The Guardian added that Britain’s post-9/11 policy “offered ­guidance to MI5 and MI6 officers ­questioning detainees in Afghanistan whom they knew were being mistreated by the US military,” providing intelligence agents with written instructions that they could not “be seen to condone” torture and must not “engage in any activity yourself that involves inhumane or degrading treatment of prisoners,” although “they were also told they were not under any obligation to intervene to prevent detainees from being mistreated.” As stated in the policy, “Given that they are not within our custody or control, the law does not require you to intervene to prevent this.”

The Guardian proceeded to explain that the policy, which was “set out in written instructions sent to MI5 and MI6 officers in January 2002,” also informed them that they “might consider complaining to US officials about the mistreatment of detainees ‘if circumstances allow,’” and noted that Tony Blair had “indicated his awareness of the existence of the policy” in 2004, shortly after the Abu Ghraib scandal broke.

The exact form the inquiry will take has not yet been established. William Hague stated only, “We will be setting out in the not-too-distant future what we are going to do about allegations that have been made into complicity in torture. We will make a full announcement that we are working on now. We want a judge-led inquiry.” It is, for example, not known how much of the evidence will be presented publicly. The Daily Mail suggested that “Much of the evidence will be taken behind closed doors and it is is not clear whether a full report will be published — though a summary is expected to be made public.”

However, even with these limitations, an inquiry that focuses, as anticipated, on cases including that of Binyam Mohamed would be extraordinary, given the extent to which the Labour government tried to hide its knowledge of the British resident’s torture in Pakistan, as well as the persistent denials by senior officials, and by the heads of MI5 and MI6, that any collusion in torture took place.

Set against this are the grave concerns and criticism expressed by two High Court judges, Lord Justice Thomas and Mr. Justice Lloyd Jones, who chastised the government for complicity in “wrongdoing” after a judicial review in August 2008, and then spent 18 months arguing that the public had the right to know what was contained in 42 documents sent to the British by their counterparts in US intelligence, and the criticism levelled at MI5 in February this year by Lord Neuberger, the Master of the Rolls, in a Court of Appeal hearing that finally led to the release of a summary of those documents. On that occasion, Lord Neuberger accused MI5 of having “deliberately misled parliament.”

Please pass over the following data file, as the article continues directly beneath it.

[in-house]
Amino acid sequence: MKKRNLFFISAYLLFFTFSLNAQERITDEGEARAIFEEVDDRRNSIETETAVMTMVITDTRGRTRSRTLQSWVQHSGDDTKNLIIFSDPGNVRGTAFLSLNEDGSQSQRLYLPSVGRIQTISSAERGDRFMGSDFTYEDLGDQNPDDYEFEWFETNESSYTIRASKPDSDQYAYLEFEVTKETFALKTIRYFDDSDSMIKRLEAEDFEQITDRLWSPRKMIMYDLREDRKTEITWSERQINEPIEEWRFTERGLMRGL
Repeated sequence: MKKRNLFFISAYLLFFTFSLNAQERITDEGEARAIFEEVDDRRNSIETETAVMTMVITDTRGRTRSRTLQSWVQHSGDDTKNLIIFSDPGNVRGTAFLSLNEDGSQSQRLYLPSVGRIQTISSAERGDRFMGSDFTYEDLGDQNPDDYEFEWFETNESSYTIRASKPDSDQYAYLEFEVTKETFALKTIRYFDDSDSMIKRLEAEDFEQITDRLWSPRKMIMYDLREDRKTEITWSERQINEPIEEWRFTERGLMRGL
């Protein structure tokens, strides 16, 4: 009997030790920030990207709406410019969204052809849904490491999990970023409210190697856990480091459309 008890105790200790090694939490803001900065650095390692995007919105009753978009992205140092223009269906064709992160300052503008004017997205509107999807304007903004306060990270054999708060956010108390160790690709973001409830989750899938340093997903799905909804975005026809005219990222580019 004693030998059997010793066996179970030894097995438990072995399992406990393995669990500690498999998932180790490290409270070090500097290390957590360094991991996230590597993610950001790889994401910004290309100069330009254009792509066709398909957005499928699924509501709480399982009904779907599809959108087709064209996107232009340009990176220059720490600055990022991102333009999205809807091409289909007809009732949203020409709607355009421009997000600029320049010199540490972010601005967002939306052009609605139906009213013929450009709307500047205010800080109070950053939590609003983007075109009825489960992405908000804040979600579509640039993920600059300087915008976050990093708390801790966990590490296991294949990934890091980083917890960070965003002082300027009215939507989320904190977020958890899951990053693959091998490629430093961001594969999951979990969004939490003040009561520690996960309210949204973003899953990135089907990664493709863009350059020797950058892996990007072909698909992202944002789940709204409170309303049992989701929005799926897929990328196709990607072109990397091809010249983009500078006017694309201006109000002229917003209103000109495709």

There is much more to Binyam Mohamed’s case alone, of course, especially regarding the extent to which the government knew about his imprisonment for 18 months in Morocco — and, as has been alleged, sent both a spy and an informer to talk to him — as well as British complicity in the rendition and torture of other men who ended up in Guantanamo,  including Shaker Aamer, the British resident who is still held, and Bisher al-Rawi and Jamil El-Banna, who were seized by the CIA in the Gambia on a business trip, after an exchange of intelligence between the US and the UK.

There are also many other cases, primarily in Pakistan, but also in other countries, including Bangladesh, Egypt, the United Arab Emirates, that have surfaced over the last few years, in which the torture of British citizens appears to have been very deliberately sub-contracted to foreign torturers. Ian Cobain exposed many of these stories for the first time, I have also discussed them (see, for example, here), and they have also been examined by Human Rights Watch and by Cageprisoners, in a report, “Fabricating Terrorism II” (PDF) that was published in April 2009.

Another champion of accountability, David Davis MP, played a major role in exposing British complicity in torture, when, last July, he used the protection of parliamentary privilege to tell the House of Commons how, in 2006, the government and the security services allowed Rangzieb Ahmed, a British citizen, to travel to Pakistan, where they “suggested” to the Inter Services Intelligence Directorate (ISI), Pakistan’s most notorious intelligence agency, that he should be arrested. As he explained, Pakistani intelligence would have been “aware that ‘suggesting’ arrest was equivalent to ‘suggesting’ torture.” Ahmed was later returned to the UK to face a trial, at which evidence of his torture — including having three of his fingernails ripped out — was concealed, and Davis was not only appalled by this particular cover-up, but also told the House, bluntly, “I cannot imagine a more obvious case of the outsourcing of torture.”

For now, those of us who have been calling for an inquiry can only hope that its revelations will not be drowned in the secrecy that was such a hallmark of the Labour government, and that, as Philippe Sands urged yesterday, it will be “deep and broad and as open as possible.” After eight years of largely hidden complicity in the Bush administration’s “War on Terror,” and the recent and compelling evidence of Britain’s own policy of outsourcing torture, we need answers, and we need them to be both frank and clear.

Andy Worthington, a regular contributor to The Public Record, is the author of The Guantánamo Files: The Stories of the 774 Detainees in America’s Illegal Prison and the definitive Guantánamo prisoner list, published in March 2009. He maintains a blog at